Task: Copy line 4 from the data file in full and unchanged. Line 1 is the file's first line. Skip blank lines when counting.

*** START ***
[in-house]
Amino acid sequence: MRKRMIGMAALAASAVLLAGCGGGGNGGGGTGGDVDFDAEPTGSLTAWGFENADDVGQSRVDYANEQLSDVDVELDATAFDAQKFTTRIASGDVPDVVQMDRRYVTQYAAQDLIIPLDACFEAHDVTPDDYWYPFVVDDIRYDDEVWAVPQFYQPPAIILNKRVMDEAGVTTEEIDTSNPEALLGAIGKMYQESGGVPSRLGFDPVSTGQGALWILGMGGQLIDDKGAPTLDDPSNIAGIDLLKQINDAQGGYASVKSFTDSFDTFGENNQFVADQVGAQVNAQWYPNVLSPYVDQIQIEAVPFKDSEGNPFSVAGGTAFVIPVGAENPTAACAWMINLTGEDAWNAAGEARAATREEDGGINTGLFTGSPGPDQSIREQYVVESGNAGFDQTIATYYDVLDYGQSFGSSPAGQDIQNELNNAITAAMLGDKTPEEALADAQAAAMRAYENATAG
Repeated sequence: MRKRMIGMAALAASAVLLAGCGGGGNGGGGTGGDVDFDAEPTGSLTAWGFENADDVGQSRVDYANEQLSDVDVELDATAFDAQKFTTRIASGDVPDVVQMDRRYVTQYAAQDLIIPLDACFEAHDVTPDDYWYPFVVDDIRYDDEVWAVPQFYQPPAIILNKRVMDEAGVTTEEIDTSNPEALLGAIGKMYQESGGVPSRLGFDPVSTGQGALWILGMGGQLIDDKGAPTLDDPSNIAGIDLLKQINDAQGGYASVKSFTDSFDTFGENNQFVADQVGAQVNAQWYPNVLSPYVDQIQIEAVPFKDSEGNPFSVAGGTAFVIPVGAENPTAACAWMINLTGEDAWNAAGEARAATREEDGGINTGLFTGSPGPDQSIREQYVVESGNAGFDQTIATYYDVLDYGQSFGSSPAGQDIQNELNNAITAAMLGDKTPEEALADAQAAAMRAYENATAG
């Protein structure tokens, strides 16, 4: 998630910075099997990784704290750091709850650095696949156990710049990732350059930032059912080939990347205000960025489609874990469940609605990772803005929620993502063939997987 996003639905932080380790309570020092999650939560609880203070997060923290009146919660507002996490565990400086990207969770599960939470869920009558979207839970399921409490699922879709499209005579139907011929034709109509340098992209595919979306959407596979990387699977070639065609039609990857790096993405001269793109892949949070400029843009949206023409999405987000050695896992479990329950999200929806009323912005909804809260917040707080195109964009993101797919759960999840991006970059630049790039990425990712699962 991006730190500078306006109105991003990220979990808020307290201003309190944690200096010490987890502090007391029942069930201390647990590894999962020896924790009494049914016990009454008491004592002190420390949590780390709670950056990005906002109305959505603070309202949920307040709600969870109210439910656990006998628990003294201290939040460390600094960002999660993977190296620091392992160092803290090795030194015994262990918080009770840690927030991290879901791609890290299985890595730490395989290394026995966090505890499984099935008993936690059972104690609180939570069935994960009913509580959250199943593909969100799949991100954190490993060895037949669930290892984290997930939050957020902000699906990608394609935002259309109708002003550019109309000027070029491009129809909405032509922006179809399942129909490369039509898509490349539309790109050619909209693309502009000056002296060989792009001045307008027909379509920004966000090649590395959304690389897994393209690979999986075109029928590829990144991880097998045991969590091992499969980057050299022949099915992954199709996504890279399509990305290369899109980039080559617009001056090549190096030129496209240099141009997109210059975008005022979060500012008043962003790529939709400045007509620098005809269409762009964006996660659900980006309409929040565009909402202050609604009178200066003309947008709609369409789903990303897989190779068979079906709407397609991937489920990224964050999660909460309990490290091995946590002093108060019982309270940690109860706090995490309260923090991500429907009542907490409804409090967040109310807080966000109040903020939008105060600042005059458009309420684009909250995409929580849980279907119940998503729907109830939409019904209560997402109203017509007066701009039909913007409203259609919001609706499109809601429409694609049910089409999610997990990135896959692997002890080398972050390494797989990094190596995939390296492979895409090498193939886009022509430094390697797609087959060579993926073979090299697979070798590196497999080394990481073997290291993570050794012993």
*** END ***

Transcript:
């Protein structure tokens, strides 16, 4: 998630910075099997990784704290750091709850650095696949156990710049990732350059930032059912080939990347205000960025489609874990469940609605990772803005929620993502063939997987 996003639905932080380790309570020092999650939560609880203070997060923290009146919660507002996490565990400086990207969770599960939470869920009558979207839970399921409490699922879709499209005579139907011929034709109509340098992209595919979306959407596979990387699977070639065609039609990857790096993405001269793109892949949070400029843009949206023409999405987000050695896992479990329950999200929806009323912005909804809260917040707080195109964009993101797919759960999840991006970059630049790039990425990712699962 991006730190500078306006109105991003990220979990808020307290201003309190944690200096010490987890502090007391029942069930201390647990590894999962020896924790009494049914016990009454008491004592002190420390949590780390709670950056990005906002109305959505603070309202949920307040709600969870109210439910656990006998628990003294201290939040460390600094960002999660993977190296620091392992160092803290090795030194015994262990918080009770840690927030991290879901791609890290299985890595730490395989290394026995966090505890499984099935008993936690059972104690609180939570069935994960009913509580959250199943593909969100799949991100954190490993060895037949669930290892984290997930939050957020902000699906990608394609935002259309109708002003550019109309000027070029491009129809909405032509922006179809399942129909490369039509898509490349539309790109050619909209693309502009000056002296060989792009001045307008027909379509920004966000090649590395959304690389897994393209690979999986075109029928590829990144991880097998045991969590091992499969980057050299022949099915992954199709996504890279399509990305290369899109980039080559617009001056090549190096030129496209240099141009997109210059975008005022979060500012008043962003790529939709400045007509620098005809269409762009964006996660659900980006309409929040565009909402202050609604009178200066003309947008709609369409789903990303897989190779068979079906709407397609991937489920990224964050999660909460309990490290091995946590002093108060019982309270940690109860706090995490309260923090991500429907009542907490409804409090967040109310807080966000109040903020939008105060600042005059458009309420684009909250995409929580849980279907119940998503729907109830939409019904209560997402109203017509007066701009039909913007409203259609919001609706499109809601429409694609049910089409999610997990990135896959692997002890080398972050390494797989990094190596995939390296492979895409090498193939886009022509430094390697797609087959060579993926073979090299697979070798590196497999080394990481073997290291993570050794012993």